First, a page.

If you are lucky you might only have to wait for 5 minutes for your walk-in appointment, but some days it can be closer to two hours. This is how it works on a regular week day, on weekend you would have to go to your closest hospital’s emergency care unit.

These appointments at the health centre and the hospital have always been completely free*. However, prescription medicines are not free. They are subsidised by Kela but you still pay some out of pocket. What also costs money is giving birth which I will go into in the next segment of the article.

Giving Birth in Finland – the cost

I have given birth in Finland and in the UK. Both times I received high quality care but at what cost?

In Finland, giving birth in a public hospital is not completely free. This came as a surprise to me since I had never had to pay for any public health services in Finland before this. The cost varies depending on how long you have to stay in the hospital. I stayed only one night and the total cost came to €130.50. On top of the care this included meals, diapers, formula milk and hospital clothes for me and the baby.

Meal time at Helsinki’s Naistenklinikka Hospital

In the UK I stayed at the hospital for five days and the total cost of labour was €0. You read that right. In the UK giving birth at a public hospital is completely free. This also included meals. However, you were supposed to provide the diapers, formula milk, clothes for baby and yourself.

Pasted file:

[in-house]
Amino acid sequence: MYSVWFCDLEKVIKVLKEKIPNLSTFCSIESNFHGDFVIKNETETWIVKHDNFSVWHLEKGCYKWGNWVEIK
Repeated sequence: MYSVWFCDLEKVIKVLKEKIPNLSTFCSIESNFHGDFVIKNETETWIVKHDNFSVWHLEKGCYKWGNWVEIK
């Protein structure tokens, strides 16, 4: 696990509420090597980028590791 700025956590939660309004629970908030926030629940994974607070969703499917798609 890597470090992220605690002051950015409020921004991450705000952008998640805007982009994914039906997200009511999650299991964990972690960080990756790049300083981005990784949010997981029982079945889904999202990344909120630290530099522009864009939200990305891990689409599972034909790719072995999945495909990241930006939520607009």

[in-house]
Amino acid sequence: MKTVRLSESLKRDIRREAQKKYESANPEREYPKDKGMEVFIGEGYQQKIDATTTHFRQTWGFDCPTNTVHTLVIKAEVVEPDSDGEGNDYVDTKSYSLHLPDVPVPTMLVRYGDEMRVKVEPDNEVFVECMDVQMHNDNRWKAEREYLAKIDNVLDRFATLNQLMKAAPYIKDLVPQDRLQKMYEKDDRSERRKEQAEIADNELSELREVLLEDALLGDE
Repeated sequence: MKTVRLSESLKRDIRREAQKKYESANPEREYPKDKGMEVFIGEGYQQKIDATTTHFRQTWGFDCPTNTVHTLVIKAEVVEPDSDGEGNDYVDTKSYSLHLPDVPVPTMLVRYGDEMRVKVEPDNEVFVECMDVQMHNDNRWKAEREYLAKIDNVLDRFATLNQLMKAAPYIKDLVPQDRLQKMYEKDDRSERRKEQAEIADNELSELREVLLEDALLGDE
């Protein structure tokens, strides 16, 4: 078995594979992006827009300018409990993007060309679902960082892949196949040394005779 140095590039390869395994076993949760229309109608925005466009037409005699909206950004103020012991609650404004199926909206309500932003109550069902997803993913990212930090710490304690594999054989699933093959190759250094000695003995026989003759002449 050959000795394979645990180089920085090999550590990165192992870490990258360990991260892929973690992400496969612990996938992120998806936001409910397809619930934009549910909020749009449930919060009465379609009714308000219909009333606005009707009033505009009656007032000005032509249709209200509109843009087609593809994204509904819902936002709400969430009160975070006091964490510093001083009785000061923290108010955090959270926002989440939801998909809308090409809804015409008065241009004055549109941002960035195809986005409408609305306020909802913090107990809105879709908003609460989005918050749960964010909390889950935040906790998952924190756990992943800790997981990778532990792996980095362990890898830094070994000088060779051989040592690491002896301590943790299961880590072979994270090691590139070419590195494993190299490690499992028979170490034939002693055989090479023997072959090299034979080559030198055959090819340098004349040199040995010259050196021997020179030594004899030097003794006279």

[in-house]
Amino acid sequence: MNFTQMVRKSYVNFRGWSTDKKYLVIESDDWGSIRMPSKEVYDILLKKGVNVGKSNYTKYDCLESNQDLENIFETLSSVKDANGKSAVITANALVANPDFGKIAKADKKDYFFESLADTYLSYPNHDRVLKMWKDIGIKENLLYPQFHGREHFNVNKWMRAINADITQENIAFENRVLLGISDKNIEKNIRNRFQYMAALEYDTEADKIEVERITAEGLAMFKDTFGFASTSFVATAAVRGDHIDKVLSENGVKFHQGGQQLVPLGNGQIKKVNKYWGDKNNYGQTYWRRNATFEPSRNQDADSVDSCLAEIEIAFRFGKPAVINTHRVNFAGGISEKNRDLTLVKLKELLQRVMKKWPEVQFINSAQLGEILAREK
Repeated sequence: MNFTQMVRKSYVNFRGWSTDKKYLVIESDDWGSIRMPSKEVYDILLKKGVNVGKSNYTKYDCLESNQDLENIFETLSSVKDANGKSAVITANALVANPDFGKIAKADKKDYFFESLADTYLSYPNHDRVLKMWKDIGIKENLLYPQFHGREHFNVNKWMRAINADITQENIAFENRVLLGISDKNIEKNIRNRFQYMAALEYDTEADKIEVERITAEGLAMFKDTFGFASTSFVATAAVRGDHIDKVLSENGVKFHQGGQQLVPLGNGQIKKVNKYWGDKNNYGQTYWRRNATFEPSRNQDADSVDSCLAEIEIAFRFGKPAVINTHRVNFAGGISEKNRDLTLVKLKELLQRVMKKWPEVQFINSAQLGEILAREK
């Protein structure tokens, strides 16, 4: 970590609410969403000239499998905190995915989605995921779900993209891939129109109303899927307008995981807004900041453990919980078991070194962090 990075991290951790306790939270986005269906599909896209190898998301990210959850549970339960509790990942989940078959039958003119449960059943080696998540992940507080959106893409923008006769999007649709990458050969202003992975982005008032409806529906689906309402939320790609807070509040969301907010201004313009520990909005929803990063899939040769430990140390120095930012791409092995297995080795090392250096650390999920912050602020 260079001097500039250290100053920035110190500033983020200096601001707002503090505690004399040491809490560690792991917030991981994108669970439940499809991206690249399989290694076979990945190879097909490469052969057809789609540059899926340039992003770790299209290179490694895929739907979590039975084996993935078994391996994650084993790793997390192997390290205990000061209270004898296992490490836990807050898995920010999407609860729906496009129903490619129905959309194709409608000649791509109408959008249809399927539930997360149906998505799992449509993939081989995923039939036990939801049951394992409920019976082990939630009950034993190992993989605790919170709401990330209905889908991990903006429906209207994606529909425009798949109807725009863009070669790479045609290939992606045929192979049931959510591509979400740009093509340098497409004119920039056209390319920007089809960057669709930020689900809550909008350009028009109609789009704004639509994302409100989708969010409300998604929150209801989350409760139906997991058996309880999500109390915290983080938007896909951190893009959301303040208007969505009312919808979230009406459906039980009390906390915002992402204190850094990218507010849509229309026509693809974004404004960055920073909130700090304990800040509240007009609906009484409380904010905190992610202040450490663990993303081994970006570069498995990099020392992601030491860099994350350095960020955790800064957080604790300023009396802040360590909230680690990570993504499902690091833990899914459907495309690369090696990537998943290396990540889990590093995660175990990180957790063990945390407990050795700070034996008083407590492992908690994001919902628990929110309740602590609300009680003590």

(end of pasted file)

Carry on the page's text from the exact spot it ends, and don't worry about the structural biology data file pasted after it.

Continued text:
Meal time at John Radcliffe Hospital in Oxford, UK

If I had stayed five day in the public hospital in Helsinki it would have cost €244.5. The daily fee for the hospital stay is €48.90 in Finland. The fee is double if your spouse stays with you but he/she will also get meals and a bed included in that fee. The maximum you would ever have to pay is €683 even if you have to stay in the hospital for a longer time due to serious complications. My fee came down to €130.51 because I also had to bring the baby for an additional check-up due to my early release. The check-up cost was €32.70.

The bottom-line on giving birth (in Finland)

The bottom-line is that giving birth in Finland and UK is not going to make much of a dent in your wallet. Another story is all those American parents. On average giving birth is US costs about €8,900. Parents who are blessed enough to have insurance are usually left with a bill of about €2,700 for vaginal birth. This doesn’t include pre- or post-natal care.

How about safety then? UNICEF’s report on infant mortality rates published in 2018 ranked Finland as the fourth safest place to give birth globally. According to the report Finland’s newborn mortality rate is 1.2, the UK’s stands at 2.5 and in the US the rate is 3.7.

*Free means that these services are paid with tax income and no private insurance is needed to receive care.